In SusCom, Comcast will add cable properties that serve 225,000 basic subs in parts of Pennsylvania, New York, Maine and Mississippi. SusCom has also been known for its penchant to try out new technologies, including interactive television (iTV), well before its larger MSO colleagues jumped in.
Sanford C. Bernstein & Co. VP and Senior Analyst Craig Moffett, in a research note, viewed the deal as a positive for the nation's largest MSO, noting that Comcast is obtaining systems that reportedly are 100 percent upgraded, "and therefore shouldn't add materially to capital investment."
He also pointed to the geographic significance of the deal. "When taken in combination with the Adelphia acquisition, the Susquehanna systems will allow Comcast to consolidate virtually the entire state of Pennsylvania," Moffett wrote.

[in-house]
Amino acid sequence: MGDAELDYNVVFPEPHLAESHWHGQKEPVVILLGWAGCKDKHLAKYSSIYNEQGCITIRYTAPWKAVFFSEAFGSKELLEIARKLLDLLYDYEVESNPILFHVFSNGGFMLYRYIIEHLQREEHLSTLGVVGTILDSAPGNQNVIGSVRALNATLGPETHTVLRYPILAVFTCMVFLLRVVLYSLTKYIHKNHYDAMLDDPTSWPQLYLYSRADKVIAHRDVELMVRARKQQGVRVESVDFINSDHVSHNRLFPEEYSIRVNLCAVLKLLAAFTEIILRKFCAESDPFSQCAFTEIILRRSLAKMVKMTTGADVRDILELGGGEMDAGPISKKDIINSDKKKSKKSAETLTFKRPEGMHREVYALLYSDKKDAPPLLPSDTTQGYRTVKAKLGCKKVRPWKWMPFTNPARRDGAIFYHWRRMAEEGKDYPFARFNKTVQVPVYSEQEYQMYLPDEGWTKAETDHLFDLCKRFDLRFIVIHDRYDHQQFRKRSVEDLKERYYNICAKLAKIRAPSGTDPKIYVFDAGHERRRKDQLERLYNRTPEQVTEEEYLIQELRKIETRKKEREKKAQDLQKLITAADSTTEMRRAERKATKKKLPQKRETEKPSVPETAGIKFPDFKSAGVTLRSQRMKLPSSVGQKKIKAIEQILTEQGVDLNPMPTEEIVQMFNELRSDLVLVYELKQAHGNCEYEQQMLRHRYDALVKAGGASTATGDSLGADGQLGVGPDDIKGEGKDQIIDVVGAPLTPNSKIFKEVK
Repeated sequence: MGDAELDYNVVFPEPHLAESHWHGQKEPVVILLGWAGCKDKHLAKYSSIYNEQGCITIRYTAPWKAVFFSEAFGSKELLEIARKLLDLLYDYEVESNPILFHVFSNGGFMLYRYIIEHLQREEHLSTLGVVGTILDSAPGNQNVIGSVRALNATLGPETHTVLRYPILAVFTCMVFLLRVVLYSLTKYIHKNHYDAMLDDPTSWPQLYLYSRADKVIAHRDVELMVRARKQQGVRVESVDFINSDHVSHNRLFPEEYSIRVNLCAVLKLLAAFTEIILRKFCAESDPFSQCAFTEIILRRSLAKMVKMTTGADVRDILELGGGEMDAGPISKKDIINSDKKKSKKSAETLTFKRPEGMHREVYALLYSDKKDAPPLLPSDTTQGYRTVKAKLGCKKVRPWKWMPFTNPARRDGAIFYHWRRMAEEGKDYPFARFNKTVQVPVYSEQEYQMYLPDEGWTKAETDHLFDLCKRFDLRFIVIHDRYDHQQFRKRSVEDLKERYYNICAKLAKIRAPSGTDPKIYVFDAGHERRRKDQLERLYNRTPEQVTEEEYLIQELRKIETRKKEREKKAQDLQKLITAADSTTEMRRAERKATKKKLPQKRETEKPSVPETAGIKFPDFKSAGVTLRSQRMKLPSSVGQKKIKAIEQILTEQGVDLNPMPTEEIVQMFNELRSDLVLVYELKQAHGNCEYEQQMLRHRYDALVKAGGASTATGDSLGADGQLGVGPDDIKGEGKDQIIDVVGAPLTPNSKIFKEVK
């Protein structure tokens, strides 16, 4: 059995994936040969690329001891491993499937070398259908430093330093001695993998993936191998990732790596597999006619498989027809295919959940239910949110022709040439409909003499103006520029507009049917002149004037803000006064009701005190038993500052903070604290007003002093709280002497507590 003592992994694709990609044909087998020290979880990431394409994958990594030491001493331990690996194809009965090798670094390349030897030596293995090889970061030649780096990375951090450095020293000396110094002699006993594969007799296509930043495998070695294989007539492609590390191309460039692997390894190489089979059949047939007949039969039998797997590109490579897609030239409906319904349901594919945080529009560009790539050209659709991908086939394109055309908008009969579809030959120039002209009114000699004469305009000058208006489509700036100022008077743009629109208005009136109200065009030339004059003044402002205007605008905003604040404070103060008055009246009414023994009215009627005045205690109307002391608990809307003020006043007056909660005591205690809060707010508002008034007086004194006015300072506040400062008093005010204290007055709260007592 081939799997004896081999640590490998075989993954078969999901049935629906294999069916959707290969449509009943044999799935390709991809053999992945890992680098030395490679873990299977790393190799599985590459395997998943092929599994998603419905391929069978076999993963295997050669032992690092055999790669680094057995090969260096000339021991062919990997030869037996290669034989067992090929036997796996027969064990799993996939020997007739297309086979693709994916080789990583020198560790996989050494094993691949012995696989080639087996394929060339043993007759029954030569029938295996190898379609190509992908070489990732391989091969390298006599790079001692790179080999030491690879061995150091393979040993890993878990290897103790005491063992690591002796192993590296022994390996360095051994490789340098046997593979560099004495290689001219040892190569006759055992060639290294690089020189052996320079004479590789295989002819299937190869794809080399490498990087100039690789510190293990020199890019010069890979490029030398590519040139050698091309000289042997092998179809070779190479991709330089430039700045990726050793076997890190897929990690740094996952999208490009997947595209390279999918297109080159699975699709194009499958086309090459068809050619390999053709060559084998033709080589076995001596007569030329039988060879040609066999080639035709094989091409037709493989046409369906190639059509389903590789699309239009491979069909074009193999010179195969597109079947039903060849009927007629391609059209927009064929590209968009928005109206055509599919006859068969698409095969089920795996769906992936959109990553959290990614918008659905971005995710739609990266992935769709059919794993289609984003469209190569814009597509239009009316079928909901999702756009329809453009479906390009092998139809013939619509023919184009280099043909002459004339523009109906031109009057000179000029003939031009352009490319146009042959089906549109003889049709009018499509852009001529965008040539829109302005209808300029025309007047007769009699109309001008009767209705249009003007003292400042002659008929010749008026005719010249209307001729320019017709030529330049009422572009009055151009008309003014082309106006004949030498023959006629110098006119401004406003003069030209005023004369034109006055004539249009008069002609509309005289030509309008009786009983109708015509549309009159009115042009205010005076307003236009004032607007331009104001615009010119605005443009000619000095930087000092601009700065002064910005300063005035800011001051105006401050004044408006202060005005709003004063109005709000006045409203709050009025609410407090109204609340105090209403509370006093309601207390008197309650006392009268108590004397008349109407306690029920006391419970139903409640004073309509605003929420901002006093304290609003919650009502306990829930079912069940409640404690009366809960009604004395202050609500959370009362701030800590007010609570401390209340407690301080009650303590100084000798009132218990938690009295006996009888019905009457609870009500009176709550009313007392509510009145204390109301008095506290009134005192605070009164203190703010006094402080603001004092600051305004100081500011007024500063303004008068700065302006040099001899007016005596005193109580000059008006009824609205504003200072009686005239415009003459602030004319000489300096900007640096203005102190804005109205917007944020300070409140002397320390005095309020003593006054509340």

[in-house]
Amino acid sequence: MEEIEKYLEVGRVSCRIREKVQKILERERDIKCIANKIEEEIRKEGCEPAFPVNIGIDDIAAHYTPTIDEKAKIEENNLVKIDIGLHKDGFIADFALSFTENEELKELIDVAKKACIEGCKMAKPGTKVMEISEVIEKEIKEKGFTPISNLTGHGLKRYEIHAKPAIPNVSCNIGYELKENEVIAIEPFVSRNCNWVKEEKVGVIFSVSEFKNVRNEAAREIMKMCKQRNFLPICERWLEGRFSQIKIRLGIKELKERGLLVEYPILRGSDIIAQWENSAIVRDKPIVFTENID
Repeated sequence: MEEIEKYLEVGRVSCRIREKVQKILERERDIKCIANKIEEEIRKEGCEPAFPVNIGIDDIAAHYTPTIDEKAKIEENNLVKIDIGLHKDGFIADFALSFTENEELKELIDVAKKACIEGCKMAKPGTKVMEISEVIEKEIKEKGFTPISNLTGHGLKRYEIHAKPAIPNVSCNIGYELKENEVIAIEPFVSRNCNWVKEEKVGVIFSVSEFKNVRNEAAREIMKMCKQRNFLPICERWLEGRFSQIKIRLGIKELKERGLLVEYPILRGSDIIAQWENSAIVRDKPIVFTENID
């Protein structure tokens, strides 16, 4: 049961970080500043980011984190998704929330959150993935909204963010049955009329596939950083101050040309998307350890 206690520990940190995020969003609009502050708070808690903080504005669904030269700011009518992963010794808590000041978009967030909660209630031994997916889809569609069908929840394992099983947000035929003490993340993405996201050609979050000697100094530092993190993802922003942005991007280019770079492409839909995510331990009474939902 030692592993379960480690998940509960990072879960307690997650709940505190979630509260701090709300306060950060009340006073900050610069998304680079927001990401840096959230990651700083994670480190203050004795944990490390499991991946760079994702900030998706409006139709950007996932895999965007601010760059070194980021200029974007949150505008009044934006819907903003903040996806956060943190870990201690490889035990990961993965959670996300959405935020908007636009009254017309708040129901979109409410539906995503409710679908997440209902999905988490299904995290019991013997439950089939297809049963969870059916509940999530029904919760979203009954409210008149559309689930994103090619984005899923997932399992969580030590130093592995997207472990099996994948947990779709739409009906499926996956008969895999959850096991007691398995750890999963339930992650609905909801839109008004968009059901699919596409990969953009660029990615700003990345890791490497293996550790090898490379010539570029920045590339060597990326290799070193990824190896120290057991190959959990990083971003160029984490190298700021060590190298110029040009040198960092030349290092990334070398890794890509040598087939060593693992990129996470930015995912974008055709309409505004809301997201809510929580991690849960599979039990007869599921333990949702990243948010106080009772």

"These cable systems have been well run and are very complimentary to Comcast's service areas," said Comcast Chairman & CEO Brian Roberts, in a release. He noted that Comcast will offer those systems an "accelerated deployment" of broadband video, data and voice services.
Earlier this year, SusCom parent company Susquehanna Pfaltzgraff announced plans that it would sell off its cable, radio and pottery businesses, as younger family members of the company were not interested in taking over the company.
The deal with Comcast is expected to close in the first half of 2006. Comcast presently has 21.4 million cable subscribers.